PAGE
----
What do academics do when the data overwhelms their policy prejudices?
Dan Talley, professor of economics and statistics at Dakota State University, recently put on a master class.
The subject was South Dakota’s state budget. It is hard to imagine there is a governmental body anywhere in the world in any better shape fiscally than the South Dakota state government. It ran a surplus of $86 million in the year that ended June 30.
It is hard to imagine there is a governmental body anywhere in the world in any better shape fiscally than the South Dakota state government.
That’s the largest relative surplus in the nation and larger than the last five years of surpluses in South Dakota combined. The state now saves $1 for every $6 it spends, and its surplus was so large it had to set up a second reserve fund because the first had reached its legal limit in percentage of general fund spending. The backup fund has $170 million. The backup backup fund already has $132 million.
But when asked by Keloland, a South Dakota media outlet, whether it was a good idea to run surpluses of this size, Talley’s response could best be described as “meh.”
It wasn’t the low-tax, low-spend policies of the Republican-led government in the state that had generated this surplus, he said. It was that “the federal government was fairly generous” with COVID relief aid. So don’t enjoy the party too much because surpluses built on one-time funding sources can be fleeting.
“There can be … too much of a good thing,” Talley is quoted as saying. “I would characterize it in terms of risk. You want to make sure that you’re still doing cost benefit analysis to make sure that as you get a surge of funds that you’re not just being a little bit too exuberant with overspending.”
Only this is not a “surge of funds,” and South Dakota is not getting “a little bit too exuberant with overspending.”
This is the 10th straight year South Dakota has run a budget surplus, and the federal COVID funding accounted for just $20 million of the $86 million. That money went to pay state employees, and the state’s operating budget came in $24 million under projections, which means the state government itself generated savings of $4 million of the surplus by operating under budget despite record outlays for building out broadband in South Dakota and bolstering the state’s college tuition fund.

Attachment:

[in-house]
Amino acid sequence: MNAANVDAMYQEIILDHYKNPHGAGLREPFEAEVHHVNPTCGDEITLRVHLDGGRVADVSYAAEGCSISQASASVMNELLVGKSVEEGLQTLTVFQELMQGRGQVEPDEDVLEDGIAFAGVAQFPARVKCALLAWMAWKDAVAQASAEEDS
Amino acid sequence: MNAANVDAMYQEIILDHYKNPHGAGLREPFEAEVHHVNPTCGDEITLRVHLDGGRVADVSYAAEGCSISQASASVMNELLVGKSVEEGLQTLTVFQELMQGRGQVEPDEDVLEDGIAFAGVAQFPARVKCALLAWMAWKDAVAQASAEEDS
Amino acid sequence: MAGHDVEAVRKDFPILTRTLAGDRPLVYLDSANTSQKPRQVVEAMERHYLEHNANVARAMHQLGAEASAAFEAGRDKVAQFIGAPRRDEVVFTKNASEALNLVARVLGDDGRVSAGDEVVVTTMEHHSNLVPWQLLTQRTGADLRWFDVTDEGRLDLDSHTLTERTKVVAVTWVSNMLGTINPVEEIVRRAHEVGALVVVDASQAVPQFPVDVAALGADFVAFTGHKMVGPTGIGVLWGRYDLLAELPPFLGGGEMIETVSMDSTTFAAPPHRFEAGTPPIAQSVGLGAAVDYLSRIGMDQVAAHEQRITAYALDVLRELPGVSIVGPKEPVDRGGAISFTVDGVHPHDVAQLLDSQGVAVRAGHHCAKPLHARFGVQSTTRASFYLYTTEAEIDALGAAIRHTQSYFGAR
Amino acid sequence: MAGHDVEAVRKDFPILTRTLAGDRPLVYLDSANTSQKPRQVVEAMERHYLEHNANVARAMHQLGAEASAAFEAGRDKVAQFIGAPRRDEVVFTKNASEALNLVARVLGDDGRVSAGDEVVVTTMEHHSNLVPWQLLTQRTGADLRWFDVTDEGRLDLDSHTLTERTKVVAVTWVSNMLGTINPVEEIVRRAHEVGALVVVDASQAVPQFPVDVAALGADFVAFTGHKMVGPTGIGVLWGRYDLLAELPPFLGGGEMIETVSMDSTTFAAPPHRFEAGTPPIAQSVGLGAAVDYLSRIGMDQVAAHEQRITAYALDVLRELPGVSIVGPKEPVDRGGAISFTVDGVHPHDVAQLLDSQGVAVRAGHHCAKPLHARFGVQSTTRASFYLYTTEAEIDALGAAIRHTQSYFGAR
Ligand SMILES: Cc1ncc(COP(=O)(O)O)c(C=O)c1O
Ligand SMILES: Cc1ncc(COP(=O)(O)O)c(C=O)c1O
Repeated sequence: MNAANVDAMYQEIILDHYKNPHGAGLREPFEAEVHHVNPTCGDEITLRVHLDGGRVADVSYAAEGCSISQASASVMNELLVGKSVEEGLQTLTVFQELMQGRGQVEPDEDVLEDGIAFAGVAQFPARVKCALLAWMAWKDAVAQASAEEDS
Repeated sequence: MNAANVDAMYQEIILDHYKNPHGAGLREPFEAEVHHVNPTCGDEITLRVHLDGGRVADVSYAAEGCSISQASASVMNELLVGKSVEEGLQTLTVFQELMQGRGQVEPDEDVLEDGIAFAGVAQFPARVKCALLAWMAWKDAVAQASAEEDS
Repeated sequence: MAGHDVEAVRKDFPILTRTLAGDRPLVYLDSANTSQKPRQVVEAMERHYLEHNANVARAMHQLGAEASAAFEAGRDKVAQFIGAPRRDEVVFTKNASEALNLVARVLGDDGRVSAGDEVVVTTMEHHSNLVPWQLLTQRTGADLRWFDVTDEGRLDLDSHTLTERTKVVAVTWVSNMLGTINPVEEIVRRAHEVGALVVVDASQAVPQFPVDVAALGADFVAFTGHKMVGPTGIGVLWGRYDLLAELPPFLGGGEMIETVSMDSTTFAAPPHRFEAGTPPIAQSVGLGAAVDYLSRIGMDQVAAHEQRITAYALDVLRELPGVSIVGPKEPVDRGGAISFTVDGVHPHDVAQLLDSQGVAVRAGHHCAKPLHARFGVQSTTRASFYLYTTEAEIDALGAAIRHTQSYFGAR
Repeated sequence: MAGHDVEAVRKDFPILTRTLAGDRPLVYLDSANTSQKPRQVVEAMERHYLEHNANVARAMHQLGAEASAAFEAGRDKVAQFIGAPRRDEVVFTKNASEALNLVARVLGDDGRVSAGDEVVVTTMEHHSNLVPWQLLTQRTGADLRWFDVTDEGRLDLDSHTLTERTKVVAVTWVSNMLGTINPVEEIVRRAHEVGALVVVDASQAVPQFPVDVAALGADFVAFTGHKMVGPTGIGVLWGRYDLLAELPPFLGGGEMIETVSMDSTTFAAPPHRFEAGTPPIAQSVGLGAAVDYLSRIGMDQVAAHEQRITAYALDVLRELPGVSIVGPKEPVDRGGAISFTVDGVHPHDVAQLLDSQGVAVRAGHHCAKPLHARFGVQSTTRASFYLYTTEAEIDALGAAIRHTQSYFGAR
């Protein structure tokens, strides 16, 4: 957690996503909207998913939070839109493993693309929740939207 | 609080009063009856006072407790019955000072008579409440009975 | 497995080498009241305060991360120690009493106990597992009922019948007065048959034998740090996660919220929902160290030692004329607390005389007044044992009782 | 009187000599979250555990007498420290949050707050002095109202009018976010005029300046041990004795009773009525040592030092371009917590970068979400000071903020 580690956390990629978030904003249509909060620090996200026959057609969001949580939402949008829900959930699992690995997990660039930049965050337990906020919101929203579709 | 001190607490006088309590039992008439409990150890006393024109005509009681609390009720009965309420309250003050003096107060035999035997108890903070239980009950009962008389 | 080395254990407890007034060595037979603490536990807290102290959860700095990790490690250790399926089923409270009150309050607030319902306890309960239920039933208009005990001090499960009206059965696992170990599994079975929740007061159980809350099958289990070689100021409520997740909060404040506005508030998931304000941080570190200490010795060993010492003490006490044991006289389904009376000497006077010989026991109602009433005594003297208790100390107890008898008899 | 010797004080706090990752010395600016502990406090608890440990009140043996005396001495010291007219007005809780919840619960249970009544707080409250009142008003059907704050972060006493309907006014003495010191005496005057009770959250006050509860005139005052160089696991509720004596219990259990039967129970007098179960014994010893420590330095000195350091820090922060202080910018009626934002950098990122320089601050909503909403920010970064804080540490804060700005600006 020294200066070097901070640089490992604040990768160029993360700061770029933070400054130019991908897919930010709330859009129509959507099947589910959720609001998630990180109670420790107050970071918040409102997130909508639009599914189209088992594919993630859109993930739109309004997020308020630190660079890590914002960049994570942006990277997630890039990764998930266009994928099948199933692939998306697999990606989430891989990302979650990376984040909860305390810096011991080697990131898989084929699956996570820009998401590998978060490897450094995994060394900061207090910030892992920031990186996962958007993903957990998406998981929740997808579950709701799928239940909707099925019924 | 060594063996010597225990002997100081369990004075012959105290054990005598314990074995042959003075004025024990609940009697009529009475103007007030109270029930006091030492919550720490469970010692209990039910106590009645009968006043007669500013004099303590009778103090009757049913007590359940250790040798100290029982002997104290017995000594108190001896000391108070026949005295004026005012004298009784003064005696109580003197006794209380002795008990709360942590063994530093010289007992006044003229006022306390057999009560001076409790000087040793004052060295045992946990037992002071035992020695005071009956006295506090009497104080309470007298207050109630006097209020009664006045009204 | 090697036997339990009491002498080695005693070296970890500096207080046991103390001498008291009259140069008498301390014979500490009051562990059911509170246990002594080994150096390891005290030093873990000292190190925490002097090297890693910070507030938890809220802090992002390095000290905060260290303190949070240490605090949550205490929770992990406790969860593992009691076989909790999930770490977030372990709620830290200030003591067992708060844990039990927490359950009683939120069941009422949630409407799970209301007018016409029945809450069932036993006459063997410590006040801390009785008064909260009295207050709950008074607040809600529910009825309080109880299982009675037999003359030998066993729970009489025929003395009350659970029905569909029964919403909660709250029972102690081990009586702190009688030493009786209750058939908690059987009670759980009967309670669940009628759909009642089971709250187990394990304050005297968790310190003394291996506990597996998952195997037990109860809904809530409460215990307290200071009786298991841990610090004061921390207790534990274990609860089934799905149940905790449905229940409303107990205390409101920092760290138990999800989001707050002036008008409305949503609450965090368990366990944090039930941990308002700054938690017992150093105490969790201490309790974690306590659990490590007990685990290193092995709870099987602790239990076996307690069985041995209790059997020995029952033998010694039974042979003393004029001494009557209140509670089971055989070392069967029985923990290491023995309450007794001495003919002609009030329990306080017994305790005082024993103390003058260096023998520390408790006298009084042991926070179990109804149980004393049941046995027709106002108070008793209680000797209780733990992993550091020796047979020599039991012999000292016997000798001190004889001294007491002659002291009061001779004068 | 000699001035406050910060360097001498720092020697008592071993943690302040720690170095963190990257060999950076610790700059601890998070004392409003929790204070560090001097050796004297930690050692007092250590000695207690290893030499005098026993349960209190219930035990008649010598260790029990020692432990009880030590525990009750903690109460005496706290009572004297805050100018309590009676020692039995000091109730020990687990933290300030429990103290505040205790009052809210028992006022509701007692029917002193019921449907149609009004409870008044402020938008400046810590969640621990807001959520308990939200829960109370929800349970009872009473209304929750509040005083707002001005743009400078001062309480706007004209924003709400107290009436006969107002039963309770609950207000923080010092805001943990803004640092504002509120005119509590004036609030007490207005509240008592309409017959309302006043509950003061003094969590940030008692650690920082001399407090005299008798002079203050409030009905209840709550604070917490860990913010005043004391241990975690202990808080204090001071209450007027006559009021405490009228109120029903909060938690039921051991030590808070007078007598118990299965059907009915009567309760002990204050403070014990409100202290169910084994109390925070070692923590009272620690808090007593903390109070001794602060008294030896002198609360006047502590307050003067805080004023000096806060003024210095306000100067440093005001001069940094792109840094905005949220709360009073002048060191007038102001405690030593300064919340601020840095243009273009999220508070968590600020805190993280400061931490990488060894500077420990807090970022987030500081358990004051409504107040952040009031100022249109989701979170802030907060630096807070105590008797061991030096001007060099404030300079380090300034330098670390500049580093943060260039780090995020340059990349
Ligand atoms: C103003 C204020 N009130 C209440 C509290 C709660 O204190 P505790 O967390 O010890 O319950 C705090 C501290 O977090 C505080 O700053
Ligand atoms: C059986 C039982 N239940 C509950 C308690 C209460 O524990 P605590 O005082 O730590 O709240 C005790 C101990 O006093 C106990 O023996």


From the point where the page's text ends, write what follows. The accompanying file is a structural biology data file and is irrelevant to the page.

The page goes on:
The other $66 million came from revenues exceeding projections despite the pandemic year and an estimated $1 billion lost in tourist and other revenue. Much of the credit for that goes to Gov. Kristi Noem and her administration, which kept the state open, resisted mask and other mandates, and kept and its schools operating throughout the pandemic.
To cap it off, Talley’s suggestion for what to do with the surplus is to increase pay for teachers and state employees — the definition of spending that will only continue to grow and must be linked to permanent funding sources.
The professor also seems not to understand how hard it is to balance a budget these days, let alone run surpluses so large you have to establish a second reserve fund.
Washington, D.C., does not provide a good example. The U.S. government is nearly $30 trillion in debt and now adding debt at the rate of $3 trillion per year. Last year, Washington posted the biggest deficits in its history. If the infrastructure and American Family Plan bills before Congress become law, that will tack on another $4 trillion plus in the years to come.
South Dakota placed itself on a glide path to success by instituting policies that ensure growth, reduce unemployment, and promote freedom and low taxes.
On the American Legislative Exchange Council’s measure of economic outlook among the states, the high-tax, high-regulation states produced some of the worst rankings again in the 2021 report. California is 45th, Connecticut 39th, Hawaii 42nd, Illinois 47th, Minnesota 46th, New Jersey 48th, and New York 50th. Conservative New Hampshire is 19th, and liberal Vermont, right next door, is 49th.
All of the bottom 10 are left-leaning states; the closest the top 10 has to a left-of-center state is Nevada at No. 7.
The fact is there’s a lot of truth to what the professor says. States that take on long-term financial obligations because of offers of temporary help from the federal government often find themselves with huge bureaucracies they cannot afford. Excessive spending in good times could lead to bad times arriving sooner than anyone expects.
But a look at the states that are doing well — South Dakota, Tennessee, Florida — shows they succeed by trusting their people, keeping taxes low, not funding what they can’t afford long term, and resisting the urge for government to meet every need. They deserve a lot more credit for that than academics such as Talley and outlets such as Keloland tend to give them.